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The number of shares of common stock ultimately offered for sale by Chardan for resale under this prospectus is dependent upon the number of shares of common stock, if any, we ultimately sell to Chardan under the Purchase Agreement. Further, if and when we elect to sell shares of common stock to Chardan pursuant to the Purchase Agreement, after Chardan has acquired such shares, Chardan may resell all, some or none of such shares of common stock at any time or from time to time in its discretion and at different prices.

The issuance of our shares of common stock to Chardan pursuant to the Purchase Agreement will not affect the rights or privileges of our existing stockholders, except that the economic and voting interests of each of our existing stockholders will be diluted. Although the number of shares of common stock that our existing stockholders own will not decrease, the shares of common stock owned by our existing stockholders will represent a smaller percentage of our total outstanding shares of common stock after any such issuance.

The following table sets forth information at varying purchase prices assuming we sell all 8,627,049 shares of common stock being registered for resale under this prospectus to Chardan under the Purchase Agreement:

 

Assumed Trading

Price of common stock

   Purchase Price
for common stock Sold
Under the
Facility(1)(3)
 

$1.96(2)

   $ 16.4  million 

$5.00

   $ 41.8  million 

$7.50

   $ 50.0 (4) million 

$10.00

   $ 50.0 (4) million 

 

(1)

Purchase prices represent the illustrative aggregate purchase price to be received from the sale of all of the shares of common stock issued and sold to Chardan under the Facility, multiplied by the VWAP Purchase Price, assuming for illustrative purposes that the VWAP Purchase Price is equal to 97% of the assumed trading price of common stock listed in the first column.

(2)

Represents the closing price of our common stock on Nasdaq on September 7, 2022.

(3)

The number of Senti Common Shares offered by this prospectus may not cover all the Senti Common Shares we ultimately may sell to Chardan under the Purchase Agreement. We have included in this column only those Senti Common Shares being offered for resale by Chardan under this prospectus, without regard to the Beneficial Ownership Limitation.

(4)

Represents the maximum amount available to be sold to Chardan under the Purchase Agreement. At this price, fewer than the entire 8,627,049 shares registered hereby would be sold.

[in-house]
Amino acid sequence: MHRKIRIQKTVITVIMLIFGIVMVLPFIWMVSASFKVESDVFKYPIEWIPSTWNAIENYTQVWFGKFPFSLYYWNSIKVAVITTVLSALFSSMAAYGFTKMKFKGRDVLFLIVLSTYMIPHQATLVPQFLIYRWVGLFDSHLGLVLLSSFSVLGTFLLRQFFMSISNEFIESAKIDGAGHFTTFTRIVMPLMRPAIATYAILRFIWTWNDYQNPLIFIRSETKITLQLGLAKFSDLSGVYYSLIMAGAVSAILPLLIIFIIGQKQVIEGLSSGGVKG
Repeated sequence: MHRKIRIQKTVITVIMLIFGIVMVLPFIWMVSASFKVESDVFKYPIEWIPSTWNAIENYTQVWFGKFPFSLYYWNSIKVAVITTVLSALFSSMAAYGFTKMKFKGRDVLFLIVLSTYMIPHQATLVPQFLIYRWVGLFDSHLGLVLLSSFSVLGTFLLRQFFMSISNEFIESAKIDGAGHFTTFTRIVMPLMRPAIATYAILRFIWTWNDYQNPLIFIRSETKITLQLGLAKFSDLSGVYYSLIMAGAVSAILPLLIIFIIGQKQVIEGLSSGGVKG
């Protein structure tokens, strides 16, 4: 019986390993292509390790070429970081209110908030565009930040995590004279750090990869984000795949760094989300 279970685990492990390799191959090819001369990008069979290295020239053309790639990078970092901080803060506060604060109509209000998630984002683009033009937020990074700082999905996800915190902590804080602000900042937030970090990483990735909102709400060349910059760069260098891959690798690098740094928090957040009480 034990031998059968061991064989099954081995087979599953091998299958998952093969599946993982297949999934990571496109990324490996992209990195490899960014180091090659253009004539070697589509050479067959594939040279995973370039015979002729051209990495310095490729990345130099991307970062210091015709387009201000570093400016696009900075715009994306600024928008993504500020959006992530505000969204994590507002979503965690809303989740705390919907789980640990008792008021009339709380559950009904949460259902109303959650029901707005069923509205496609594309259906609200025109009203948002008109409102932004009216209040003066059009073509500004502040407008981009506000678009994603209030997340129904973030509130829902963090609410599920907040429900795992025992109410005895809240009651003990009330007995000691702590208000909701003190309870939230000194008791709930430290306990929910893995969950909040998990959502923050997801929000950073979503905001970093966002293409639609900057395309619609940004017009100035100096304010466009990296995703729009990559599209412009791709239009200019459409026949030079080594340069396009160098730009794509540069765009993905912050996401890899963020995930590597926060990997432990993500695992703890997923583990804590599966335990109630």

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USE OF PROCEEDS

All of the Senti Common Shares offered by the Selling Securityholder will be solely for the Selling Securityholder’s account. We will not receive any of the proceeds from these sales. We may receive up to $50.0 million in aggregate gross proceeds from the Selling Securityholder under the Purchase Agreement in connection with sales of our Senti Common Shares to the Selling Securityholder pursuant to the Purchase Agreement after the date of this prospectus. However, the actual proceeds may be less than this amount depending on the number of share of our Senti Common Shares sold and the price at which the Senti Common Shares are sold.

We intend to use any proceeds from any sales of Senti Common Shares to Chardan under the Facility for working capital and other general corporate purposes. Pending other uses, we intend to invest the net proceeds to us in investment-grade, interest-bearing securities such as money market funds, certificates of deposit, or direct or guaranteed obligations of the U.S. government, or hold as cash. We cannot predict whether the net proceeds invested will yield a favorable return. We will have broad discretion in the way we use these proceeds. See “Risk Factors—Risks Related to the Facility—We may use proceeds from sales of our common stock made pursuant to the Purchase Agreement in ways with which you may not agree or in ways which may not yield a significant return.”

Chardan will pay any underwriting fees, discounts, selling commissions, stock transfer taxes and certain legal expenses incurred by Chardan in disposing of its shares of common stock, and we will bear all other costs, fees and expenses incurred in effecting the registration of such securities covered by this prospectus, including, without limitation, all registration and filing fees, Nasdaq listing fees and fees and expenses of our counsel and our independent registered public accountants.

DETERMINATION OF OFFERING PRICE

We cannot currently determine the price or prices at which the Senti Common Shares may be sold by Chardan under this prospectus. Our Common Shares are listed on Nasdaq under the symbol “SNTI.”

MARKET PRICE AND DIVIDEND INFORMATION

Market Price